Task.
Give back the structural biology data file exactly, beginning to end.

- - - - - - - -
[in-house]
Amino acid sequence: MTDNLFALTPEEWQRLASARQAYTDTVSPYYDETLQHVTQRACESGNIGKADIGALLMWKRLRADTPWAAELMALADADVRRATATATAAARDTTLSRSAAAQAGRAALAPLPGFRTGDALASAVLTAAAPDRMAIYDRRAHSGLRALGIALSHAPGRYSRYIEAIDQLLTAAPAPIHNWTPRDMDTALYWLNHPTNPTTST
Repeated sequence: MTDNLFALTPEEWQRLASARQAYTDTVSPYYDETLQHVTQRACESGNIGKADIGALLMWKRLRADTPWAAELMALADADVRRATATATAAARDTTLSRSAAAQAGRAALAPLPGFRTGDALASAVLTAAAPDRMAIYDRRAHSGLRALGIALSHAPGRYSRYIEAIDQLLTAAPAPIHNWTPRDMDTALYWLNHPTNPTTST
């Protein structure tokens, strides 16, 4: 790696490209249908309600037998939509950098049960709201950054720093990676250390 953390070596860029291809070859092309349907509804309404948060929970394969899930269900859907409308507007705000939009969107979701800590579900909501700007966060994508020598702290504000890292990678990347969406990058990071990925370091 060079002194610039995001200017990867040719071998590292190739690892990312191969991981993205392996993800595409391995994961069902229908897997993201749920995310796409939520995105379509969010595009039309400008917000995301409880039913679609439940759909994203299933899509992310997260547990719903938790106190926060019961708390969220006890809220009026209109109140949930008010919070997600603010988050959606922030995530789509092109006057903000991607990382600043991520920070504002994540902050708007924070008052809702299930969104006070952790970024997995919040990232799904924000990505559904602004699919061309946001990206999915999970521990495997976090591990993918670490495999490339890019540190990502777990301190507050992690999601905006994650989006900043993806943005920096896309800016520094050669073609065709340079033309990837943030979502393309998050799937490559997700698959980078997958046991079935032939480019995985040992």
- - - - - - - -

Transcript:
[in-house]
Amino acid sequence: MTDNLFALTPEEWQRLASARQAYTDTVSPYYDETLQHVTQRACESGNIGKADIGALLMWKRLRADTPWAAELMALADADVRRATATATAAARDTTLSRSAAAQAGRAALAPLPGFRTGDALASAVLTAAAPDRMAIYDRRAHSGLRALGIALSHAPGRYSRYIEAIDQLLTAAPAPIHNWTPRDMDTALYWLNHPTNPTTST
Repeated sequence: MTDNLFALTPEEWQRLASARQAYTDTVSPYYDETLQHVTQRACESGNIGKADIGALLMWKRLRADTPWAAELMALADADVRRATATATAAARDTTLSRSAAAQAGRAALAPLPGFRTGDALASAVLTAAAPDRMAIYDRRAHSGLRALGIALSHAPGRYSRYIEAIDQLLTAAPAPIHNWTPRDMDTALYWLNHPTNPTTST
């Protein structure tokens, strides 16, 4: 790696490209249908309600037998939509950098049960709201950054720093990676250390 953390070596860029291809070859092309349907509804309404948060929970394969899930269900859907409308507007705000939009969107979701800590579900909501700007966060994508020598702290504000890292990678990347969406990058990071990925370091 060079002194610039995001200017990867040719071998590292190739690892990312191969991981993205392996993800595409391995994961069902229908897997993201749920995310796409939520995105379509969010595009039309400008917000995301409880039913679609439940759909994203299933899509992310997260547990719903938790106190926060019961708390969220006890809220009026209109109140949930008010919070997600603010988050959606922030995530789509092109006057903000991607990382600043991520920070504002994540902050708007924070008052809702299930969104006070952790970024997995919040990232799904924000990505559904602004699919061309946001990206999915999970521990495997976090591990993918670490495999490339890019540190990502777990301190507050992690999601905006994650989006900043993806943005920096896309800016520094050669073609065709340079033309990837943030979502393309998050799937490559997700698959980078997958046991079935032939480019995985040992």